Indifference is not characteristic of the liturgy
Gottesblog Revision2.jpg


A blog of the Evangelical Lutheran Liturgy

Appreciation for Setting One

For most of the year at Emmaus, we follow the order and form of Setting Three in LSB, which stands squarely in the 19th-century Lutheran "Common Service" tradition. It is a solid ordo with a strong form and sturdy musical setting of the traditional rite. Elegant in its straightforward clarity and simplicity, it has aged well and continues to serve as a worthy vehicle for the administration of the Divine Service. Easily enriched and adorned with the ceremonies and hymnody appropriate to the Sundays, festivals and seasons of the Church Year, there is nothing intrinsically stale, staid, or stodgy about it.

But for all of that, notwithstanding my love and appreciation for the "Common Service," I am also pleased to follow the order and form of Setting One in LSB from Maundy Thursday through Trinity Tide (that is, up until the Feast of St. Peter & St. Paul in late June). This has been my pastoral practice at Emmaus since the LSB was published, and before that I was doing essentially the same thing with the corresponding setting of the Divine Service in LW.

So we've just begun to use Setting One again this year. With daily Divine Service throughout the Octave of the Resurrection, we've sung all or most of that setting half a dozen times already. It offers a refreshing contour in the rhythm of the Church Year, while retaining the integrity of the Mass.

Honestly, the similarities between Setting One and Setting Three are far greater than their differences. Setting One does provide for alternatives to the historic Ordinary in some cases, but those options serve the purpose. Both in my pastoral practice and in my personal piety, I have found the use of those options during Eastertide to be a benefit; not only because those texts also have something worthy to confess, but also because the contrast encourages alertness, increases awareness, and heightens attentiveness to whichever text is being sung at any particular time.

Admittedly, the five orders of the Divine Service in LSB are not different musical "settings" of the same rite, but are actually four different rites following somewhat different orders. Even so, the fundamental ordo of the Mass is preserved in each case, well within the ancient parameters described in some detail by St. Justin Martyr already in the Second Century. I'm not in favor of attempting to use all five orders, especially not in frequent rotation. People need adequate time to settle into an order, form and setting of the Liturgy, so as to be able to rest in peace within it.

With Setting One, I appreciate the fuller and more ancient form of the Kyrie. The eucharistic rite is also a welcome contribution, an important step away from the loggerheads of the LBW and LW controversies of the 1970s. It is still a shame that two different orders and forms of the eucharistic rite had to be included, side-by-side. There were other, more felicitous ways of addressing the concerns, but, oh well. Such is the life of the Church on earth. The post-Sanctus prayer is richer and fuller than either of the corresponding prayers in LW, although it is still somewhat limited in its scope and too quickly focused on the Lord's Supper itself. The epiclesis, such as it is, tucked into the post-Sanctus, is perhaps more subtle and obscure than it might be. But these are minor criticisms. The anamnesis hits the sweet spot, following perfectly upon the Consecration and leading smoothly into the Our Father. It was never awkward or difficult, but it has only become the more comfortable and familiar over the past six years, both to me as a presider and to my congregation.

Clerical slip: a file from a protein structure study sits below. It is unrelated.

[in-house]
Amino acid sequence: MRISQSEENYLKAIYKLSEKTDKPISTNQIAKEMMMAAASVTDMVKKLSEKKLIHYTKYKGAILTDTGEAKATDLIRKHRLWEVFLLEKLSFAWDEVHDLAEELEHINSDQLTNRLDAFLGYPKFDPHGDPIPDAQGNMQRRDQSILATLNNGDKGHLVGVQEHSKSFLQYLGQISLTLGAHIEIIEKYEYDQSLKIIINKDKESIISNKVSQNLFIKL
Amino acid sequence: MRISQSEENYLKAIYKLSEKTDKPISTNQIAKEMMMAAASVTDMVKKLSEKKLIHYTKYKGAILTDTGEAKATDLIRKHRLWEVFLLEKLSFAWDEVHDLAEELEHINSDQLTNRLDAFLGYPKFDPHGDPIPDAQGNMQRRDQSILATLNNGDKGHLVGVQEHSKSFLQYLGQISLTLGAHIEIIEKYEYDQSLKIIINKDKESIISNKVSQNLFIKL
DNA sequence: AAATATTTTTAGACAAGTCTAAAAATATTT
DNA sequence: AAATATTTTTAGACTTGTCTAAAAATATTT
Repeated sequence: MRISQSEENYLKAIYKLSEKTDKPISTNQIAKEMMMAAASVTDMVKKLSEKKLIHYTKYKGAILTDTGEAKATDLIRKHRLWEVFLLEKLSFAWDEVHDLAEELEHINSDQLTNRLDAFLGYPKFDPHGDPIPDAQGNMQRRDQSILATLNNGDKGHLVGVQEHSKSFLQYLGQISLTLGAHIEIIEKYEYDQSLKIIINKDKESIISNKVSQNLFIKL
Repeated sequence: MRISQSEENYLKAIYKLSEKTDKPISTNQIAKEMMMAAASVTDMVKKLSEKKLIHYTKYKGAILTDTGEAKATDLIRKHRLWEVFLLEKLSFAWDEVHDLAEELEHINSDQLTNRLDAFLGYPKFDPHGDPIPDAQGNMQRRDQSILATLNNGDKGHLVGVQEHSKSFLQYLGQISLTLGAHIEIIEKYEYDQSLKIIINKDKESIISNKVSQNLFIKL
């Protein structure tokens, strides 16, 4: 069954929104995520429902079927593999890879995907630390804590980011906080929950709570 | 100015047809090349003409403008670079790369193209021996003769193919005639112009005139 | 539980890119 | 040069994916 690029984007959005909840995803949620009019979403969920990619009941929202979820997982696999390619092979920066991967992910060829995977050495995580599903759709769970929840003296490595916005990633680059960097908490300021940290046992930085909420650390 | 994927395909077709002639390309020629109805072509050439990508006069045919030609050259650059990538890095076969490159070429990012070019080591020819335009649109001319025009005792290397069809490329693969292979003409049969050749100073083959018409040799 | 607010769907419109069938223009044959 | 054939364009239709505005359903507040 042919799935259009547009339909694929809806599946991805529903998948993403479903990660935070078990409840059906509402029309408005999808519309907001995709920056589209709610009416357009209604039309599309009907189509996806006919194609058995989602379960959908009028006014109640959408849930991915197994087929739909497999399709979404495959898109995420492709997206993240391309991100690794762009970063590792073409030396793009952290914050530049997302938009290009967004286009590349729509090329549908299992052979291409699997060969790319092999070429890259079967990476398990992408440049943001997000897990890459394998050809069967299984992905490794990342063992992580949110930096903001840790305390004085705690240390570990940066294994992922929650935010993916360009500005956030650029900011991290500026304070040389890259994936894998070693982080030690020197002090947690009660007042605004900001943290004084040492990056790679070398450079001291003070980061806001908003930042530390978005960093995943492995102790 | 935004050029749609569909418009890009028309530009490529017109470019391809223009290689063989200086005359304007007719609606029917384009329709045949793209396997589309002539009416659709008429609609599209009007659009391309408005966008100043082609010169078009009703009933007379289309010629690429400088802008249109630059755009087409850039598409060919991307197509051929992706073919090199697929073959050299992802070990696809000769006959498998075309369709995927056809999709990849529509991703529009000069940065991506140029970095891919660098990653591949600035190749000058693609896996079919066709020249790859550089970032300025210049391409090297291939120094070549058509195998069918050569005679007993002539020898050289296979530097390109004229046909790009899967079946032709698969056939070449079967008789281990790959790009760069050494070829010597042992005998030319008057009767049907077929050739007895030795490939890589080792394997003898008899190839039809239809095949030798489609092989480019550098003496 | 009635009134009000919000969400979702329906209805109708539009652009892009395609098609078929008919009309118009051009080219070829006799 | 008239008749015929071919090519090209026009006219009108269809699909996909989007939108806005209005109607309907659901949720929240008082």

The strongest contribution of Setting One, in contrast to the "Common Service" form of Setting Three, is in the offertory rites. This is where LSB, along with LBW and LW before it, really gets it right. The Creed has been preferred in its rightful position following the sermon, as belonging to the Liturgy of the Faithful. The confession of the faith is the first and foremost offering of those who believe and are baptized into Christ. From this confession proceeds the Prayer of the Church, as the baptized pray and intercede according to the Word and promise of their great High Priest, Christ Jesus. It is then in this confession and prayer of the faith that the baptized contribute from their own means to the gathering of alms. The way these gifts are presented at the Altar, accompanied by the singing of Psalm 116, "What Shall I Render to the Lord," is truly an ideal approach and entry upon the eucharistic rite.

There is a genius to the movement of the offertory rites in Setting One (and Two) of LSB, which make for a natural transition from the Service of the Word to the Service of the Sacrament. This was neither an innovation, nor a departure from historic practice, but a worthy restoration of a "soft spot" in the Service, which had gotten jumbled a bit in the accidents of history.